I recently had the good fortune to talk at length with Sven Egil Omdal, a journalist from Norway who is in the US on a sabbatical and is studying journalism’s digital transition. We talked about newspaper economics, new models and experiments, the future of public media and the role of public policy. I was intrigued by the similarities and the differences in how this debate is unfolding in Scandinavia as compared to the US.
In an article he wrote earlier this year, Omdal describes a series of government inquiries in Denmark and Norway examining journalism’s digital future. In many ways they mirror the proceedings currently underway at the Federal Trade Commission and Federal Communications Commission here in the United States. Omdal writes, “The entire state media support system is up for revision and is likely to be subjected to a complete restructuring. The department for culture set up a committee in 2009 under the leadership of former state secretary Yngve Sletholm and is to present suggestions for future media support by the end of 2010,” roughly the same timeline as the FCC and FTC inquiries.
However, the substance of the debates illustrates some dramatically different assumptions about public policy and public funding for journalism in both countries. Omdal argues that the most important question in the debate over public funding of the news “is the discussion about whether support is to be moved from the product to the producers.” He argues, “The Norwegian committee should take this one step further and consider the possibility of moving financial support all the way to the individual journalist.” While Omdal acknowledges the important role journalism institutions can play, he says that “most top investigative journalism around the world is already carried out by freelance reporters who earn their income from a variety of sources,” and asks why government shouldn’t be one of those sources.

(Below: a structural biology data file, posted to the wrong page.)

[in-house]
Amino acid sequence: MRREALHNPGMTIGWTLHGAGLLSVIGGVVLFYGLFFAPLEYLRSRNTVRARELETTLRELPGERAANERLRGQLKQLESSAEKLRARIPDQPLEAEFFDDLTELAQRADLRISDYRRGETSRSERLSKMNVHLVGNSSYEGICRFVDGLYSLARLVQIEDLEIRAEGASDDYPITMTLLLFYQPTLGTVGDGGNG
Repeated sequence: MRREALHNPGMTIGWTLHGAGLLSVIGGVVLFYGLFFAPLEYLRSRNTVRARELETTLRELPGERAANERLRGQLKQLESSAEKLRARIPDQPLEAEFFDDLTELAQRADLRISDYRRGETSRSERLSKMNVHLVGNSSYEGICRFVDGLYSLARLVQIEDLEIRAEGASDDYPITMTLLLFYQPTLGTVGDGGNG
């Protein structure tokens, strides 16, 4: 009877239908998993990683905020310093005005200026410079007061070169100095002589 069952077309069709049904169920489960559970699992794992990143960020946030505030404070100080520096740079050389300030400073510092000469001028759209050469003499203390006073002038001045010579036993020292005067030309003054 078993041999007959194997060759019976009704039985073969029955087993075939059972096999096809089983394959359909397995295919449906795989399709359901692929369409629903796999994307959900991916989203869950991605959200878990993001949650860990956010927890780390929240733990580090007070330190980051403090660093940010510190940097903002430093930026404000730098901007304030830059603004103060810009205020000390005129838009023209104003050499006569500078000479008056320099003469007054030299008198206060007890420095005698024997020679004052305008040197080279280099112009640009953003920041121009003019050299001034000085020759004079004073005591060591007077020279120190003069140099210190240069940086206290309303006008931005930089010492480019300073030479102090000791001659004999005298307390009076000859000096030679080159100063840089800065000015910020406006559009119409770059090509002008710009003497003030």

He describes a system already in place in Norway similar to the National Endowment for the Arts in the US that supports “writers, visual artists, musicians and filmmakers.” By his calculation, repurposing money currently spent on media production support and using it to support journalists “who work in investigative fields, who ask questions and refuse to take no for an answer” would fund 1,000 new journalism jobs.
Omdal also points to The Danish committee’s inquiry into these issues, which suggested that funding for all “journalistic proposals; documentaries, debate series, large-scale productions or new journalistic products” should be evaluated “independent of the platform used.” Thus, “new net-based quality journalism will compete on equal terms with traditional newspaper production.” In short, both Norway and Denmark, like the US, are dealing with a public funding system designed primarily to support public broadcasting. While the debate about public funding for journalism has progressed further abroad, due to its long and successful history there, Omdal points to the US for its innovation and experimentation with new models and collaborations in both the commercial and non-commercial sector. It’s clear from this article that we need to take the international conversation about the future of journalism across borders and into the luminal space between models.
Now is the time to open up debate and draw on the lessons from other nations. Omdal writes, “This debate must not be gagged by the predictable shouts about press independence and the threat to free expression such a system will inevitably entail. A lot of the best journalism in the Nordic countries is already publicly financed.” At this time of such change, Omdal seems to suggest that we should explore all forms of “journalistic renaissance” and open up space for debate and experimentation, not foreclose our options before we have all the facts.